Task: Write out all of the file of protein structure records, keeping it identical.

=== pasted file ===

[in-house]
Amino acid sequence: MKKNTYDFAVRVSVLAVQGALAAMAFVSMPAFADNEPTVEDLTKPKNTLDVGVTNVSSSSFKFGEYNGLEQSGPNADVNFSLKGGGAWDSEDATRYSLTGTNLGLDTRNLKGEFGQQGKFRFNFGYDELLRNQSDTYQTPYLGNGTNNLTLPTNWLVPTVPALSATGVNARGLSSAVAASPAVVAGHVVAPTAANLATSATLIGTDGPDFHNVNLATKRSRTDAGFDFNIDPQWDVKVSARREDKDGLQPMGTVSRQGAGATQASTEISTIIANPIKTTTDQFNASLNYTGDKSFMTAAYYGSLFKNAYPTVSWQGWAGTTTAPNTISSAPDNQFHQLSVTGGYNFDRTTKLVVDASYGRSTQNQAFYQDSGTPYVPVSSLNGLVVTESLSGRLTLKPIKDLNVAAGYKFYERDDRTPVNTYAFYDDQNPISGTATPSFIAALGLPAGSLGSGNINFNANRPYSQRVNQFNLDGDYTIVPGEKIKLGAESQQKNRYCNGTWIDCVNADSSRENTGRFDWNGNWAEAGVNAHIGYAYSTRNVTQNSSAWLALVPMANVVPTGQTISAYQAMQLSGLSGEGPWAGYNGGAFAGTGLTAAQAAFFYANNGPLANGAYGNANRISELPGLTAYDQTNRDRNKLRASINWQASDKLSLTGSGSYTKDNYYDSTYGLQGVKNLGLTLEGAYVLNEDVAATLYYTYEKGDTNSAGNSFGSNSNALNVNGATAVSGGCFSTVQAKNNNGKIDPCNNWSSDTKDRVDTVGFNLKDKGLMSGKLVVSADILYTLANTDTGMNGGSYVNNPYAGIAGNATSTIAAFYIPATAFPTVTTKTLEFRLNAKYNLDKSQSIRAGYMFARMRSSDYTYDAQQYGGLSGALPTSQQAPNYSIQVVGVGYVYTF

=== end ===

[in-house]
Amino acid sequence: MKKNTYDFAVRVSVLAVQGALAAMAFVSMPAFADNEPTVEDLTKPKNTLDVGVTNVSSSSFKFGEYNGLEQSGPNADVNFSLKGGGAWDSEDATRYSLTGTNLGLDTRNLKGEFGQQGKFRFNFGYDELLRNQSDTYQTPYLGNGTNNLTLPTNWLVPTVPALSATGVNARGLSSAVAASPAVVAGHVVAPTAANLATSATLIGTDGPDFHNVNLATKRSRTDAGFDFNIDPQWDVKVSARREDKDGLQPMGTVSRQGAGATQASTEISTIIANPIKTTTDQFNASLNYTGDKSFMTAAYYGSLFKNAYPTVSWQGWAGTTTAPNTISSAPDNQFHQLSVTGGYNFDRTTKLVVDASYGRSTQNQAFYQDSGTPYVPVSSLNGLVVTESLSGRLTLKPIKDLNVAAGYKFYERDDRTPVNTYAFYDDQNPISGTATPSFIAALGLPAGSLGSGNINFNANRPYSQRVNQFNLDGDYTIVPGEKIKLGAESQQKNRYCNGTWIDCVNADSSRENTGRFDWNGNWAEAGVNAHIGYAYSTRNVTQNSSAWLALVPMANVVPTGQTISAYQAMQLSGLSGEGPWAGYNGGAFAGTGLTAAQAAFFYANNGPLANGAYGNANRISELPGLTAYDQTNRDRNKLRASINWQASDKLSLTGSGSYTKDNYYDSTYGLQGVKNLGLTLEGAYVLNEDVAATLYYTYEKGDTNSAGNSFGSNSNALNVNGATAVSGGCFSTVQAKNNNGKIDPCNNWSSDTKDRVDTVGFNLKDKGLMSGKLVVSADILYTLANTDTGMNGGSYVNNPYAGIAGNATSTIAAFYIPATAFPTVTTKTLEFRLNAKYNLDKSQSIRAGYMFARMRSSDYTYDAQQYGGLSGALPTSQQAPNYSIQVVGVGYVYTF